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Re: Garbage collection (was Re: JWZ on s/Java/Perl/)

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February 14, 2001 08:10
Re: Garbage collection (was Re: JWZ on s/Java/Perl/)
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Dan Sugalski wrote:
> *) People like it

Well, if people liking it is the only reason (either is the only on or
appears 3 times in a 5 item list, what is pretty much the same to me ;-)
[... the only reason] to add a feature to Perl, we'll probably end much more
bloated than we're now, IMHO.

> *) Scarce external resources (files, DB handles, whatever) don't get
> unnecessarily used

Unless there's a way to do it predictably without impacting programs that
don't depend so much on quick freeing of external resources, I don't believe
it's worth.

> *) Saves having to write explicit cleanup code yourself

You wouldn't have to, you only would be able to, if you like it. If you're
writing an application that would possibly open too many files, you'd
probably want to destroy their handles ASAP. OTOH, if you're writing an
application that only opens one file and does a lot of processing over it,
you simply wouldn't care and let it be freed whenever the GC collects its

> At 10:12 AM 2/14/2001 -0300, Branden wrote:
> >If resource exhaustion is the problem, I think we can deal with that when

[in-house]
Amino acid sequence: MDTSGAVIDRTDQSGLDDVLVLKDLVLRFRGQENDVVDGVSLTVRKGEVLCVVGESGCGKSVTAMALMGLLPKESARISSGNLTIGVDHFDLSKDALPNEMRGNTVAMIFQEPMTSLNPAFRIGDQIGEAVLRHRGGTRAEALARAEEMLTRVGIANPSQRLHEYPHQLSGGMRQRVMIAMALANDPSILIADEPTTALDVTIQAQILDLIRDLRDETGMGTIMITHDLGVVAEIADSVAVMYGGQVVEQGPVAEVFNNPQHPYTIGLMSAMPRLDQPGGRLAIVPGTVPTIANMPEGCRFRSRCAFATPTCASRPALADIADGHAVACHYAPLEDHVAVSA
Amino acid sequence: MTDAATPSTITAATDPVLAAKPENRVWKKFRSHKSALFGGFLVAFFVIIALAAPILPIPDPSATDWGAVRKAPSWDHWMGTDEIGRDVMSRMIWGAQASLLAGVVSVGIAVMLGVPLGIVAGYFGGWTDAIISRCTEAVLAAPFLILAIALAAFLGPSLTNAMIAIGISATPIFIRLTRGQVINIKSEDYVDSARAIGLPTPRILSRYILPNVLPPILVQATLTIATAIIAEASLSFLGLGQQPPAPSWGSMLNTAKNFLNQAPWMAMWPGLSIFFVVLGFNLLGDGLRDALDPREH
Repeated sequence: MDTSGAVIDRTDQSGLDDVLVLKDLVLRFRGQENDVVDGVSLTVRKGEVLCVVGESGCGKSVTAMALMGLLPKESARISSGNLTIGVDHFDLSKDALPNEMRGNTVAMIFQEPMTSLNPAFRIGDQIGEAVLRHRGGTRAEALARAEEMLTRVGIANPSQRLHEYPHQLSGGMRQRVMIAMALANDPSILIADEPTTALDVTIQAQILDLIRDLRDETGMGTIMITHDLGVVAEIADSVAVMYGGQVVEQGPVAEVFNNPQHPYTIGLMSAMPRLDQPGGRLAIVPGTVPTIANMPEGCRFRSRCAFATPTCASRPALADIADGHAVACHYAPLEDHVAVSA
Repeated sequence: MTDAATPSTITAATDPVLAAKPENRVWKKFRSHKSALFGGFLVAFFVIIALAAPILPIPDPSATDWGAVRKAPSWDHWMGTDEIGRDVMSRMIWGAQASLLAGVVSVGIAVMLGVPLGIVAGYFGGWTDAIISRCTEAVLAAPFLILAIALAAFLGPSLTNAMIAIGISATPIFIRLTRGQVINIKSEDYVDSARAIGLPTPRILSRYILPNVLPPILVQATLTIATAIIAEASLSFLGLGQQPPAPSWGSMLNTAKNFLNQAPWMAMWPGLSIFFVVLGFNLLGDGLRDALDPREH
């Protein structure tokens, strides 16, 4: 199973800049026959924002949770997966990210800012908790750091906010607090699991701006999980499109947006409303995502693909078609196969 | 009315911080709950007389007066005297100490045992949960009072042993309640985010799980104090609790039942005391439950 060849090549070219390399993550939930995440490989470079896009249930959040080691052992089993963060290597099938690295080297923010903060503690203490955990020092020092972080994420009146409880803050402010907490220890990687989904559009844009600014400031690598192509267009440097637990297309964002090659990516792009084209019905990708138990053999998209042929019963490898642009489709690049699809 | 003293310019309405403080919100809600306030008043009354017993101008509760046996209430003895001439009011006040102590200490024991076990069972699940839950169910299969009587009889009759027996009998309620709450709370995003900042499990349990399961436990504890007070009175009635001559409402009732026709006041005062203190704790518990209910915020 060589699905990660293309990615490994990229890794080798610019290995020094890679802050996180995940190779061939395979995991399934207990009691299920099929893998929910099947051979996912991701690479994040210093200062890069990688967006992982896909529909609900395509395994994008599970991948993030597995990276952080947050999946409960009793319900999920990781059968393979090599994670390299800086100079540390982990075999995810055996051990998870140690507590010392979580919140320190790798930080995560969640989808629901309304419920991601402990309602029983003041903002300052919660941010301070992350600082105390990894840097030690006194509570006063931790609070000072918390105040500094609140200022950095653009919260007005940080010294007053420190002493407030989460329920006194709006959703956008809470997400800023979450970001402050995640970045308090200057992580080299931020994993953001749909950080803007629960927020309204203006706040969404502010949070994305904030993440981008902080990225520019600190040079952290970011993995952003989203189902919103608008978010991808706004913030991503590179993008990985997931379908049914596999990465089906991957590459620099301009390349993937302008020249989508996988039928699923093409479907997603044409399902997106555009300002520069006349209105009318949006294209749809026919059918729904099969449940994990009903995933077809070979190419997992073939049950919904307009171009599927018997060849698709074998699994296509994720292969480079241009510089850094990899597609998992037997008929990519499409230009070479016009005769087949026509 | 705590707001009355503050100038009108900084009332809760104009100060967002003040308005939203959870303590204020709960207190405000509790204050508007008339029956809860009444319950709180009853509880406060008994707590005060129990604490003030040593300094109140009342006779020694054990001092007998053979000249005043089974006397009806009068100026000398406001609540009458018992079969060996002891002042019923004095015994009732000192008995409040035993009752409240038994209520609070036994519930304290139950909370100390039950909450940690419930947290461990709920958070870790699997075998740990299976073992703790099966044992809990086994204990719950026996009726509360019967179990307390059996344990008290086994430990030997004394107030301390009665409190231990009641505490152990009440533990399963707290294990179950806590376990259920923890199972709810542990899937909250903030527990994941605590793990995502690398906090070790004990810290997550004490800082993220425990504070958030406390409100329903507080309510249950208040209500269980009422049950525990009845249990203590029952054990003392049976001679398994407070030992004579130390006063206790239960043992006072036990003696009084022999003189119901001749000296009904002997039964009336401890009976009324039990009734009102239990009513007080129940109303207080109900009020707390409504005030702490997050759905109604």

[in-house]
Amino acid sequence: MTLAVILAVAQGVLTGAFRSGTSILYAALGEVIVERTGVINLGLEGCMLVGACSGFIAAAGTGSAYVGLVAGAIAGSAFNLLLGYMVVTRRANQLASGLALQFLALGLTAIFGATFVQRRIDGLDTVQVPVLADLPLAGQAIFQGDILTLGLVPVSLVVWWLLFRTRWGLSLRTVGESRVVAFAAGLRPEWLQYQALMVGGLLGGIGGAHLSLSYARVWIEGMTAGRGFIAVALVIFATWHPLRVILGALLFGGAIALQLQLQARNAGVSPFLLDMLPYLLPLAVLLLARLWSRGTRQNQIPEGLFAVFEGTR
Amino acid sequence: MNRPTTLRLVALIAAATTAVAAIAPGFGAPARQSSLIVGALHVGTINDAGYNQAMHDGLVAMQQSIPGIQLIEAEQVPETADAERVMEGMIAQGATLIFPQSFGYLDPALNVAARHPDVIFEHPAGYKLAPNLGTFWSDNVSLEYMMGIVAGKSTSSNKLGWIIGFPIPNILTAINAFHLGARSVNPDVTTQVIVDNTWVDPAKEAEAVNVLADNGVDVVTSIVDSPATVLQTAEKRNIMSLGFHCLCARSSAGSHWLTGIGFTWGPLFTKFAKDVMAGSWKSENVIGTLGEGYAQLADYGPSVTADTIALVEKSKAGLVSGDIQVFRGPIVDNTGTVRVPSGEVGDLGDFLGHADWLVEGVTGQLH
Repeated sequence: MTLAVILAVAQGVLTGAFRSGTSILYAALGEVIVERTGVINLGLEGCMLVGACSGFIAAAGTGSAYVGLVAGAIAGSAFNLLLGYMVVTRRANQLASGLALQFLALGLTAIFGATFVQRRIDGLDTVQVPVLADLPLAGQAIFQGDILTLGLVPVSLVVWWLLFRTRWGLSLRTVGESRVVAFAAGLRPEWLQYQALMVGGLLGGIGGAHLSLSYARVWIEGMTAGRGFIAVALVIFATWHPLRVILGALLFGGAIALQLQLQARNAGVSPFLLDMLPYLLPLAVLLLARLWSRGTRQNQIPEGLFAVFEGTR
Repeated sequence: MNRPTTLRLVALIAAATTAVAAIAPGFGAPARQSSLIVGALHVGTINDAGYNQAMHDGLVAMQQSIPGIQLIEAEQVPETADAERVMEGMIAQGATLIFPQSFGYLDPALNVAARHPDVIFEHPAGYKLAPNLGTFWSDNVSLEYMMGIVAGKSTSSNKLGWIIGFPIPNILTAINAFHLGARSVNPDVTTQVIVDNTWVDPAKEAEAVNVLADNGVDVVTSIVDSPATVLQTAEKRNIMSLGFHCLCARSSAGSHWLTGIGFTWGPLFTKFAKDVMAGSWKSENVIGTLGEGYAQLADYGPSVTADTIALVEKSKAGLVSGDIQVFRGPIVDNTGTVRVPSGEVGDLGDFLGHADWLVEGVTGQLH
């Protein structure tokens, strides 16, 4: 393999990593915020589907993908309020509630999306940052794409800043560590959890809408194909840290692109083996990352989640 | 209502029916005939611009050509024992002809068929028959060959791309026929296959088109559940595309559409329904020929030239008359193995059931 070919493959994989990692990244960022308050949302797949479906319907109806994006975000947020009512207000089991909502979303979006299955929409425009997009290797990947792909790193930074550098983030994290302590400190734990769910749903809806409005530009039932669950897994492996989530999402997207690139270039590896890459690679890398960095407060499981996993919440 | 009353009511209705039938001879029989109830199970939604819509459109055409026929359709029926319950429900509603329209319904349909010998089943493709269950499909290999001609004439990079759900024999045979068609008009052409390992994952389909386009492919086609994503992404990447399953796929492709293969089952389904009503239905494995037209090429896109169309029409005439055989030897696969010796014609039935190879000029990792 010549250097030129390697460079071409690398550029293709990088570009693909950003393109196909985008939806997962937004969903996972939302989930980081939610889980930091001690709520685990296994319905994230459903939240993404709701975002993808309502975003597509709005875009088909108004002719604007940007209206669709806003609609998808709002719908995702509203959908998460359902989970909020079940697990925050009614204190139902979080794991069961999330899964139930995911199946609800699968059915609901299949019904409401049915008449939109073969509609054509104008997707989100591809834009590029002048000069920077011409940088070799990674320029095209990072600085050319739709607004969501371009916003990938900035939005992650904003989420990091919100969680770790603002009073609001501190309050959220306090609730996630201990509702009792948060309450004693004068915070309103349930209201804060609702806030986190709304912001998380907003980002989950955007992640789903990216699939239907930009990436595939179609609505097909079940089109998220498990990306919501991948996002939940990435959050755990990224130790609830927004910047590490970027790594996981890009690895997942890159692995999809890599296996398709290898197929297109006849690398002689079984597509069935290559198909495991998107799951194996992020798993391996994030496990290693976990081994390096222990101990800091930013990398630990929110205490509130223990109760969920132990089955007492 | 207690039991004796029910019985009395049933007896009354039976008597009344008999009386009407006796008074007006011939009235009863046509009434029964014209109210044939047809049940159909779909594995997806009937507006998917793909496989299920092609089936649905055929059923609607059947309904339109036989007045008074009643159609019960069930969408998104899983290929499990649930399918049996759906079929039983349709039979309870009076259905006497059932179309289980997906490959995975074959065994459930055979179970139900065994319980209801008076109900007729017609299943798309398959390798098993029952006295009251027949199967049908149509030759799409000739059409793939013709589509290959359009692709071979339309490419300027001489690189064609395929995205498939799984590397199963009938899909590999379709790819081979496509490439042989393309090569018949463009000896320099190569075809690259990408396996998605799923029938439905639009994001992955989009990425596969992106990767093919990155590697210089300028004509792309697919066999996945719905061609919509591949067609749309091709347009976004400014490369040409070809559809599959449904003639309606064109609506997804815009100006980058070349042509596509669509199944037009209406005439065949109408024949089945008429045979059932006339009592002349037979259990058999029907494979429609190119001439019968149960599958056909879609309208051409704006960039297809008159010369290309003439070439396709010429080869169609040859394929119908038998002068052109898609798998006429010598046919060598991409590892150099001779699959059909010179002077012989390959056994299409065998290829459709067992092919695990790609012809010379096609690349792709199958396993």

> >try to allocate a resource and we get an error, then we call the GC
> >explicitly (one or more times if needed) to see if we can free some
> >resources with it. Resource exhaustion would be a rare situation (I
> >and doing some expensive treatment when it happens is OK for me.
> The point of DESROY isn't resource exhaustion per se, at least not
> the garbage collector will care about, since it only cares about memory.

Well, I thought DESTROY frees open files, database connections, OS locks,
etc. Aren't those what cause resource exhaustion?

> >Also, I think it would be valid for the programmer to explicitly say ``I
> >would like to DESTROY this object now'', and have the DESTROY method
> >in that time, even if the memory would be reclaimed only later.
> So you undef your object reference. If the object doesn't go away, it
> that something else probably still has a handle on it somewhere.

I thought that was the whole problem with ``not predictable stuff'':
undefing the variable, no other variable references the object, and it's
still there, it doesn't get destroyed.

> Plus there's nothing stopping you from having $obj->DESTROY in your own
> code, though it may be inadvisable.

It is (mainly) inadvisable because:
1. GC will call DESTROY when it collects the memory, so DESTROY would get
called twice, which is VERY BAD.
2. If I call DESTROY on an object, it would still be a (valid) object after
the call, so that if I call some other method, it will succeed. But that
shouldn't happen, since the object was DESTROYed, right?

That's exactly what I propose. Having something that, when called with an
object as parameter, would call the object's DESTROY, and would flag the
object someway so that GC doesn't call DESTROY on it when collecting the
memory and that every other attempt to call a method on the object raises an
exception that makes it clear what happened (ie. ``Method call on already
destroyed object''), so that debugging is `possible' in this semantic.

- Branden

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